by Willis Gordon

Our society is drifting back towards purity. This time it is not sexual or religious purity we seek, but ideological. Our culture hungers for a monolith of belief. A Liberal is but One Thing, a Conservative is but Another Thing. Any deviation from expectation, or in the vernacular of the age, any deviation from the “brand,” and the person is no longer genuine. Fake, phony, evil, a servant of the enemy.

The problem is human beings are not monoliths. We are pieces of good and bad smashed together, coexisting in one body trying to navigate our world. There is no such thing as a perfect person, and there isn’t an individual out there without absolutely any redeeming qualities.

I know some people will push back against that, but think about it. By reducing evil to a singularity, by making monsters out of men, we rob ourselves of our better judgement. It becomes harder to see the atrocities coming if we only expect evil in one specific form. We must remember that people have great capacity to do both good and evil — sometimes at the same time.

The best thing I can do is illustrate the most current example of this duality. Bill Cosby was an absolute titan for the Black community from the mid-1960s until his infamous “pound cake” speech in 2004. It wasn’t just about the role model figure he cut on television, or the generation of comedians he influenced. His investments in philanthropy and education were rivaled by very few. More than $800,000 in scholarship grants were given through the William and Camille Cosby Foundation from July 2000 to June 2013. In 1988, he gave $20 million to Spelman College, a historically black college for women.

None of that changes the fact that Bill Cosby is a serial rapist who spent the last decade of his career dealing in respectability politics and chipping away at his own legacy. That is all on him. There was no wide-ranging conspiracy to bring him down. After his conviction, his legal team thundered about racism in the American judicial system and the long history of white women accusing black men of sexual assault in the U.S. Both of these points are valid on their own, but irrelevant when it comes to Cosby. Is there racism in the American justice system? Of course there is. Is there a long and ugly history of white women falsely accusing black men of sexual assault and rape in this country? Absolutely. That does not change the fact that Bill Cosby is a serial rapist. It doesn’t change the fact that because of his choices and the enabling forces around him, he was able to destroy women’s lives for nearly five decades.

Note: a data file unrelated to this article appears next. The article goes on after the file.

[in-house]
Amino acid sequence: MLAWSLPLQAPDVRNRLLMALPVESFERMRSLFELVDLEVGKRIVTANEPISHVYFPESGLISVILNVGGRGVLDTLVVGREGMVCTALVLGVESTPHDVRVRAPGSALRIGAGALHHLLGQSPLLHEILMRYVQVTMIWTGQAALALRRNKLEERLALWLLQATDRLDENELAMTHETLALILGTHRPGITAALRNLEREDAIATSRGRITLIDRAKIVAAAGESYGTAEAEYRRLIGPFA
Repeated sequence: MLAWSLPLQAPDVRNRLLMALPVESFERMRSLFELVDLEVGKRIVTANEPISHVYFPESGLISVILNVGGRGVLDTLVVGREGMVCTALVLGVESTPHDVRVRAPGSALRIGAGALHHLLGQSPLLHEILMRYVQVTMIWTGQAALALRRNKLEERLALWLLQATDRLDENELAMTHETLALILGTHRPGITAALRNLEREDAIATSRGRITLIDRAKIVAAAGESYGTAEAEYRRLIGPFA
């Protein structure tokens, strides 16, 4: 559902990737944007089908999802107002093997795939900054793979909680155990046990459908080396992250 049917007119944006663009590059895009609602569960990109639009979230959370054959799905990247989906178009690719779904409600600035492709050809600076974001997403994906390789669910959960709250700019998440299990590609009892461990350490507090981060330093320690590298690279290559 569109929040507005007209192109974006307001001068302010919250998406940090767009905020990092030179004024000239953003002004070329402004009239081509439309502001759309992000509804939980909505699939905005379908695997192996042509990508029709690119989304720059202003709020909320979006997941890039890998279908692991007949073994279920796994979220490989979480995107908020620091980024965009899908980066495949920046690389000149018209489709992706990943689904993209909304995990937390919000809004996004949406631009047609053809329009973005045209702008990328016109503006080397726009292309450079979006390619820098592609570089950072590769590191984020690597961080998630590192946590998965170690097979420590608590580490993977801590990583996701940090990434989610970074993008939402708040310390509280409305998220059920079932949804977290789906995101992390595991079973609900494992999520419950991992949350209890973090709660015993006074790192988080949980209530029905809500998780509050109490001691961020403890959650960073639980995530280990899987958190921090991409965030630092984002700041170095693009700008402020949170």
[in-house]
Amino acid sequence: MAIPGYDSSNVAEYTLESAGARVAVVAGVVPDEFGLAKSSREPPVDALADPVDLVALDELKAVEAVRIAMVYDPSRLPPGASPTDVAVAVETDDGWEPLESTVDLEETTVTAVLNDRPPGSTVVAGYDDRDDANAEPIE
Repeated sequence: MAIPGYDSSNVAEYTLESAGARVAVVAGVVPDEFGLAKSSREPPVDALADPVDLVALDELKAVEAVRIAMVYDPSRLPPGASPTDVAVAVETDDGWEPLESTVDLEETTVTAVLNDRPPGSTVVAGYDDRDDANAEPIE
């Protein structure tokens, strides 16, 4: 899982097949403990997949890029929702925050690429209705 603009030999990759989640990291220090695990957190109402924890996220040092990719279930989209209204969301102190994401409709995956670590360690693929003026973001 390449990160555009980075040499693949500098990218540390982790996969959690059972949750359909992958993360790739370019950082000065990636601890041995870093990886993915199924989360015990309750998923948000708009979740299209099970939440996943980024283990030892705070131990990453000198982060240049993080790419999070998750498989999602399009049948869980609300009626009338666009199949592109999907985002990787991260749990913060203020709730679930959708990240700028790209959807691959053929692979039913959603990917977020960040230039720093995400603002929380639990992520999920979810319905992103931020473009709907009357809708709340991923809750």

There doesn’t have to be a vast and involved conspiracy theory to understand that a man who did many good things could simultaneously do unspeakably bad things. Humans are complex, and the nature of our existence is constantly wrapped in our own duality.

An often overlooked aspect of this story is the residual impact Cosby’s actions had on people associated with him. Yes, he ruined dozens of lives. Yes, he destroyed his own legacy. But he also damaged the credibility of the movements he associated himself with. The MLB put together a “Civil Rights Game” in 2009 where Cosby, Hank Aaron, and Muhammad Ali took the field together as symbols of success in the face of struggle — a group of First Men, who pioneered in their fields and left a legacy that generations would try to emulate for years to come. Knowing what we know now about Cosby, the event feels tainted, wrong. When the champions of our movements succumb to their own failures, flaws and demons, it gives fuel to the enemies of progress.

Cosby is not the only example. If there had been no Lewinsky scandal in 1998, how many more shots would we have gotten at Osama Bin Laden? The targeted strike missed, President Bill Clinton was empty-handed, and Republicans on the Hill claimed he was trying to “wag the dog” to divert attention from his own embarrassing scandal by pursuing someone of little value to the U.S. Imagine if Clinton didn’t have to worry about political backlash and was able to openly chase after Bin Laden for another two years. The future may have looked much different.

The lesson we must learn is this: Expecting everyone you see to be all of one thing or all of the other is a ridiculous standard to set. Yet doing the right thing goes a long way in life. Not just because it’s the right thing for you, but also because of what you represent.

In these times of social and political upheaval, when everyone has a cause, you have to fly right. It’s essential to the credibility of your cause and your movements. You not only damage yourself and the people you hurt immediately, but in the long run, you drag down the very things you stand for.

Be good. Do good. For others and yourself.

There’s no such thing as a pure, perfect person. But it doesn’t take much for us to be strong, to be courageous, to be kind.

Willis Gordon is an entertainer, author, essayist, activist, and veteran of the War on Terror.

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